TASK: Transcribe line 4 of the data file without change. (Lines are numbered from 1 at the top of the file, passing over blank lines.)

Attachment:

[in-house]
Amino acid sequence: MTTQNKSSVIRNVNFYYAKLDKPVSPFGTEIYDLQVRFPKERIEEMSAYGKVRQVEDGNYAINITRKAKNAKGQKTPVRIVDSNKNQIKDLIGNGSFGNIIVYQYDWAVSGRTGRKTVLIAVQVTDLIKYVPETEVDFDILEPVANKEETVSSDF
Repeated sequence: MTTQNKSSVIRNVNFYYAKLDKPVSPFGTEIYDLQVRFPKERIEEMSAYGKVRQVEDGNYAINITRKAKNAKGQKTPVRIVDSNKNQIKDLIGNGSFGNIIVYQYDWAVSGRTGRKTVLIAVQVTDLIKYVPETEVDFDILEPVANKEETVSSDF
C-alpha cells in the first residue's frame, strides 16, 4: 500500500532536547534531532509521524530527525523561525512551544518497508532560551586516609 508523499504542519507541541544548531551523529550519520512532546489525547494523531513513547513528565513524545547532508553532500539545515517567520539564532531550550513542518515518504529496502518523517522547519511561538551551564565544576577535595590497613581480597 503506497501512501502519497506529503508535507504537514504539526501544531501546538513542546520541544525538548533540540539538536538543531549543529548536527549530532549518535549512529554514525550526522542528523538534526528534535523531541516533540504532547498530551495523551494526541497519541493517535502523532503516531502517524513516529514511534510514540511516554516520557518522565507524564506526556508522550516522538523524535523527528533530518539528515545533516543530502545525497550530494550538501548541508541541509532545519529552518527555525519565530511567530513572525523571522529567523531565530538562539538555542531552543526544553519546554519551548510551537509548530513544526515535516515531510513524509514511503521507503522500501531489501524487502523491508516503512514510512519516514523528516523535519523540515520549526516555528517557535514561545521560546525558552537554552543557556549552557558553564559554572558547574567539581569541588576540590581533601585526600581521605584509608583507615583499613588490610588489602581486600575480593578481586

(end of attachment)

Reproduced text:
C-alpha cells in the first residue's frame, strides 16, 4: 500500500532536547534531532509521524530527525523561525512551544518497508532560551586516609 508523499504542519507541541544548531551523529550519520512532546489525547494523531513513547513528565513524545547532508553532500539545515517567520539564532531550550513542518515518504529496502518523517522547519511561538551551564565544576577535595590497613581480597 503506497501512501502519497506529503508535507504537514504539526501544531501546538513542546520541544525538548533540540539538536538543531549543529548536527549530532549518535549512529554514525550526522542528523538534526528534535523531541516533540504532547498530551495523551494526541497519541493517535502523532503516531502517524513516529514511534510514540511516554516520557518522565507524564506526556508522550516522538523524535523527528533530518539528515545533516543530502545525497550530494550538501548541508541541509532545519529552518527555525519565530511567530513572525523571522529567523531565530538562539538555542531552543526544553519546554519551548510551537509548530513544526515535516515531510513524509514511503521507503522500501531489501524487502523491508516503512514510512519516514523528516523535519523540515520549526516555528517557535514561545521560546525558552537554552543557556549552557558553564559554572558547574567539581569541588576540590581533601585526600581521605584509608583507615583499613588490610588489602581486600575480593578481586